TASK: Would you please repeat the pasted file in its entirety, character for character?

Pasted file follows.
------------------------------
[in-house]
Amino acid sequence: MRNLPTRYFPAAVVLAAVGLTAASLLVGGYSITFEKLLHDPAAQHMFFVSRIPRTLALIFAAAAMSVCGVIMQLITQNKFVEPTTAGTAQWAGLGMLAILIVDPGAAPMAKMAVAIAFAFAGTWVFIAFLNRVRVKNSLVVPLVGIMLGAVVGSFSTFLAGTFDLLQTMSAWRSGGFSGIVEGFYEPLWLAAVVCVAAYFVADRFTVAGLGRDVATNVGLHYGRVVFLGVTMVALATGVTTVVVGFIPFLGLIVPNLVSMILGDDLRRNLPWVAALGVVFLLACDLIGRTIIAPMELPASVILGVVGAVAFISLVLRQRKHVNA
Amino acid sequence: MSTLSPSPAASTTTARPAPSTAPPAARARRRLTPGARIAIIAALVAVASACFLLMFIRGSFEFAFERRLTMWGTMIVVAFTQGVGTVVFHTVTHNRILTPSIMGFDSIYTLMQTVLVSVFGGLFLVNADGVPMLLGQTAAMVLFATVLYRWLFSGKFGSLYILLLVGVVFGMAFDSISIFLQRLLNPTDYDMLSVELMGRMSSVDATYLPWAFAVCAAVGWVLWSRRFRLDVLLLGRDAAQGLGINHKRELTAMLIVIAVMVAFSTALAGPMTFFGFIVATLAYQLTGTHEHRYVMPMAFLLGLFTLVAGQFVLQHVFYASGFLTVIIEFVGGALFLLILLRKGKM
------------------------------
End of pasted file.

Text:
[in-house]
Amino acid sequence: MRNLPTRYFPAAVVLAAVGLTAASLLVGGYSITFEKLLHDPAAQHMFFVSRIPRTLALIFAAAAMSVCGVIMQLITQNKFVEPTTAGTAQWAGLGMLAILIVDPGAAPMAKMAVAIAFAFAGTWVFIAFLNRVRVKNSLVVPLVGIMLGAVVGSFSTFLAGTFDLLQTMSAWRSGGFSGIVEGFYEPLWLAAVVCVAAYFVADRFTVAGLGRDVATNVGLHYGRVVFLGVTMVALATGVTTVVVGFIPFLGLIVPNLVSMILGDDLRRNLPWVAALGVVFLLACDLIGRTIIAPMELPASVILGVVGAVAFISLVLRQRKHVNA
Amino acid sequence: MSTLSPSPAASTTTARPAPSTAPPAARARRRLTPGARIAIIAALVAVASACFLLMFIRGSFEFAFERRLTMWGTMIVVAFTQGVGTVVFHTVTHNRILTPSIMGFDSIYTLMQTVLVSVFGGLFLVNADGVPMLLGQTAAMVLFATVLYRWLFSGKFGSLYILLLVGVVFGMAFDSISIFLQRLLNPTDYDMLSVELMGRMSSVDATYLPWAFAVCAAVGWVLWSRRFRLDVLLLGRDAAQGLGINHKRELTAMLIVIAVMVAFSTALAGPMTFFGFIVATLAYQLTGTHEHRYVMPMAFLLGLFTLVAGQFVLQHVFYASGFLTVIIEFVGGALFLLILLRKGKM